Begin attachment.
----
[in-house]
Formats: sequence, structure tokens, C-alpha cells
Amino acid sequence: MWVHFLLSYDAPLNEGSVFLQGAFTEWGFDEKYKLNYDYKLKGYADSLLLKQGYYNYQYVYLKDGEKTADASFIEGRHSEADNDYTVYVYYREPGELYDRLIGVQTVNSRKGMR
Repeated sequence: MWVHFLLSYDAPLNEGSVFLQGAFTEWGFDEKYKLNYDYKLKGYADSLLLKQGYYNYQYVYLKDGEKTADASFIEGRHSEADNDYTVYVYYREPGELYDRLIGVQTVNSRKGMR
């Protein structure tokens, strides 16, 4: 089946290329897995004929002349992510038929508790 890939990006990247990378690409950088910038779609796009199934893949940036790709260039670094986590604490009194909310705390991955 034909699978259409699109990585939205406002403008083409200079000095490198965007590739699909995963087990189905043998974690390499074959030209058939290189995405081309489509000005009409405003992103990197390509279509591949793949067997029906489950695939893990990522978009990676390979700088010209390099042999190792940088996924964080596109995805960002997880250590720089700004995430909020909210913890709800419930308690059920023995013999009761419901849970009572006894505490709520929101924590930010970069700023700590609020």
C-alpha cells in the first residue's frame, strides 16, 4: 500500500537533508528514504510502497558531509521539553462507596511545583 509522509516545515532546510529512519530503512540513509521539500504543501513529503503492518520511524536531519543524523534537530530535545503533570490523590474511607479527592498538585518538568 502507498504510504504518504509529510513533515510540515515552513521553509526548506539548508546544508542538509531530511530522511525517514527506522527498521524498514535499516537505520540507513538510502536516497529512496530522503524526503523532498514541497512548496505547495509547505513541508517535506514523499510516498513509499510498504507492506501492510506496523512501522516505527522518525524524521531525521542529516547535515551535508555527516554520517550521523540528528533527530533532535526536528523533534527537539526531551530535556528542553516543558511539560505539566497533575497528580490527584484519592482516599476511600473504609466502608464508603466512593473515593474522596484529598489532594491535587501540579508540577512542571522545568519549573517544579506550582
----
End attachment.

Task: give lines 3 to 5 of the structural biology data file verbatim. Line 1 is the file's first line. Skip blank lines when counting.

Amino acid sequence: MWVHFLLSYDAPLNEGSVFLQGAFTEWGFDEKYKLNYDYKLKGYADSLLLKQGYYNYQYVYLKDGEKTADASFIEGRHSEADNDYTVYVYYREPGELYDRLIGVQTVNSRKGMR
Repeated sequence: MWVHFLLSYDAPLNEGSVFLQGAFTEWGFDEKYKLNYDYKLKGYADSLLLKQGYYNYQYVYLKDGEKTADASFIEGRHSEADNDYTVYVYYREPGELYDRLIGVQTVNSRKGMR
């Protein structure tokens, strides 16, 4: 089946290329897995004929002349992510038929508790 890939990006990247990378690409950088910038779609796009199934893949940036790709260039670094986590604490009194909310705390991955 034909699978259409699109990585939205406002403008083409200079000095490198965007590739699909995963087990189905043998974690390499074959030209058939290189995405081309489509000005009409405003992103990197390509279509591949793949067997029906489950695939893990990522978009990676390979700088010209390099042999190792940088996924964080596109995805960002997880250590720089700004995430909020909210913890709800419930308690059920023995013999009761419901849970009572006894505490709520929101924590930010970069700023700590609020």